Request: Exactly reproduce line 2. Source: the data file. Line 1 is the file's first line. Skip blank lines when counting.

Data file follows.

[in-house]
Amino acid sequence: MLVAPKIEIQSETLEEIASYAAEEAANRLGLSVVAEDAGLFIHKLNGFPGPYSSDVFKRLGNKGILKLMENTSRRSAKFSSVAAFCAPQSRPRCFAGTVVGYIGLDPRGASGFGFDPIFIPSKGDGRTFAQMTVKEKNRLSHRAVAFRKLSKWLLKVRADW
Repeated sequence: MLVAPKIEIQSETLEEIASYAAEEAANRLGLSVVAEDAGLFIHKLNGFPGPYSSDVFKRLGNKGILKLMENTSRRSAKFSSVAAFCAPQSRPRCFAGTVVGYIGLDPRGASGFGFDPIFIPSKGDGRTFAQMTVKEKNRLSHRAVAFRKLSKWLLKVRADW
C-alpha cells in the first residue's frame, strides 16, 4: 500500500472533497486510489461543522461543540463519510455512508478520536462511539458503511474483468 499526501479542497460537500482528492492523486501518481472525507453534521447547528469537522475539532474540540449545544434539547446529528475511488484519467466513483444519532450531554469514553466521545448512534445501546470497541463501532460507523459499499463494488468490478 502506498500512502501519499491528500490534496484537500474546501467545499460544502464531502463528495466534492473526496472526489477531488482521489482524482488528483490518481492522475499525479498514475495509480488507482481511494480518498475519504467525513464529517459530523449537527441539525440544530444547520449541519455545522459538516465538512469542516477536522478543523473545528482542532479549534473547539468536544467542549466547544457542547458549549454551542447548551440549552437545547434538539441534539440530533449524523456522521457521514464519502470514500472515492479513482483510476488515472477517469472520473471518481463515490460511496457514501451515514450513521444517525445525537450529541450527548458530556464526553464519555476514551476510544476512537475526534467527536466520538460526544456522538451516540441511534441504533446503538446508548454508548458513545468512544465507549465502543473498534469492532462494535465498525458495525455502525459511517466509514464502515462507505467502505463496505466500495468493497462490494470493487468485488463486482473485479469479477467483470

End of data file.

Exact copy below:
Amino acid sequence: MLVAPKIEIQSETLEEIASYAAEEAANRLGLSVVAEDAGLFIHKLNGFPGPYSSDVFKRLGNKGILKLMENTSRRSAKFSSVAAFCAPQSRPRCFAGTVVGYIGLDPRGASGFGFDPIFIPSKGDGRTFAQMTVKEKNRLSHRAVAFRKLSKWLLKVRADW